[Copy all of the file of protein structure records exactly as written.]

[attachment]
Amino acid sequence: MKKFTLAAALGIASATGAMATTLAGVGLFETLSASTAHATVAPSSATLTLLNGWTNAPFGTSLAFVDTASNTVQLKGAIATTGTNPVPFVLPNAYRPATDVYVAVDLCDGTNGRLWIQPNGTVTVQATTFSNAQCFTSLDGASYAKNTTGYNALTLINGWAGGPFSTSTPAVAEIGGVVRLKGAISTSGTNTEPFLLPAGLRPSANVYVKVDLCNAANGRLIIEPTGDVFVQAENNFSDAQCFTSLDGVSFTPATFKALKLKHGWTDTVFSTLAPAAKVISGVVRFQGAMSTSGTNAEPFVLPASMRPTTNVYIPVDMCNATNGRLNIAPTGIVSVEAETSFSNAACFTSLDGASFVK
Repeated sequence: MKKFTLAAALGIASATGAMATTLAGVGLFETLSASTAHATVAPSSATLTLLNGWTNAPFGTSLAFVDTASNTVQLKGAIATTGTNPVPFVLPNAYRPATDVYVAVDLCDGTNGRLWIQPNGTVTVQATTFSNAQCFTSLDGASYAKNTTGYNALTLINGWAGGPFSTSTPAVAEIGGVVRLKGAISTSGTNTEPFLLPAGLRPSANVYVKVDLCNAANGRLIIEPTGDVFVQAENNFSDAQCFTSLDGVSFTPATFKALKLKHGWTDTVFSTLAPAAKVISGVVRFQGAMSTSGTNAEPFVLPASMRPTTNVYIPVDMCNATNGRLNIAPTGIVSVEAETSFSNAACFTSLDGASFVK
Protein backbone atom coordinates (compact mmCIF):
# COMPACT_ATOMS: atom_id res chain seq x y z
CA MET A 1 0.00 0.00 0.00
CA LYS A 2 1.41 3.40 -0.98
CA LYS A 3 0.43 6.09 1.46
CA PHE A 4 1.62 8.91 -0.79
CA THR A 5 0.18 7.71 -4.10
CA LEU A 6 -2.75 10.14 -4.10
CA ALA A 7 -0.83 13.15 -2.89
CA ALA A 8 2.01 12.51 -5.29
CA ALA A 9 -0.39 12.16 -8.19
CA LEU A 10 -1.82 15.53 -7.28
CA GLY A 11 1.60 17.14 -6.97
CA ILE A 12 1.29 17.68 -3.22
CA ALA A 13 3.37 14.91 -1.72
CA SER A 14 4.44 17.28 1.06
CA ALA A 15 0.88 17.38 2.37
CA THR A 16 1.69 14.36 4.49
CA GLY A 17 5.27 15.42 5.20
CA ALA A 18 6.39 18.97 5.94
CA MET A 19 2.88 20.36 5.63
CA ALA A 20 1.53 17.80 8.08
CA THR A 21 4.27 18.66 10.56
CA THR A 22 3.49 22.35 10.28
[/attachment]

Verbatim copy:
Amino acid sequence: MKKFTLAAALGIASATGAMATTLAGVGLFETLSASTAHATVAPSSATLTLLNGWTNAPFGTSLAFVDTASNTVQLKGAIATTGTNPVPFVLPNAYRPATDVYVAVDLCDGTNGRLWIQPNGTVTVQATTFSNAQCFTSLDGASYAKNTTGYNALTLINGWAGGPFSTSTPAVAEIGGVVRLKGAISTSGTNTEPFLLPAGLRPSANVYVKVDLCNAANGRLIIEPTGDVFVQAENNFSDAQCFTSLDGVSFTPATFKALKLKHGWTDTVFSTLAPAAKVISGVVRFQGAMSTSGTNAEPFVLPASMRPTTNVYIPVDMCNATNGRLNIAPTGIVSVEAETSFSNAACFTSLDGASFVK
Repeated sequence: MKKFTLAAALGIASATGAMATTLAGVGLFETLSASTAHATVAPSSATLTLLNGWTNAPFGTSLAFVDTASNTVQLKGAIATTGTNPVPFVLPNAYRPATDVYVAVDLCDGTNGRLWIQPNGTVTVQATTFSNAQCFTSLDGASYAKNTTGYNALTLINGWAGGPFSTSTPAVAEIGGVVRLKGAISTSGTNTEPFLLPAGLRPSANVYVKVDLCNAANGRLIIEPTGDVFVQAENNFSDAQCFTSLDGVSFTPATFKALKLKHGWTDTVFSTLAPAAKVISGVVRFQGAMSTSGTNAEPFVLPASMRPTTNVYIPVDMCNATNGRLNIAPTGIVSVEAETSFSNAACFTSLDGASFVK
Protein backbone atom coordinates (compact mmCIF):
# COMPACT_ATOMS: atom_id res chain seq x y z
CA MET A 1 0.00 0.00 0.00
CA LYS A 2 1.41 3.40 -0.98
CA LYS A 3 0.43 6.09 1.46
CA PHE A 4 1.62 8.91 -0.79
CA THR A 5 0.18 7.71 -4.10
CA LEU A 6 -2.75 10.14 -4.10
CA ALA A 7 -0.83 13.15 -2.89
CA ALA A 8 2.01 12.51 -5.29
CA ALA A 9 -0.39 12.16 -8.19
CA LEU A 10 -1.82 15.53 -7.28
CA GLY A 11 1.60 17.14 -6.97
CA ILE A 12 1.29 17.68 -3.22
CA ALA A 13 3.37 14.91 -1.72
CA SER A 14 4.44 17.28 1.06
CA ALA A 15 0.88 17.38 2.37
CA THR A 16 1.69 14.36 4.49
CA GLY A 17 5.27 15.42 5.20
CA ALA A 18 6.39 18.97 5.94
CA MET A 19 2.88 20.36 5.63
CA ALA A 20 1.53 17.80 8.08
CA THR A 21 4.27 18.66 10.56
CA THR A 22 3.49 22.35 10.28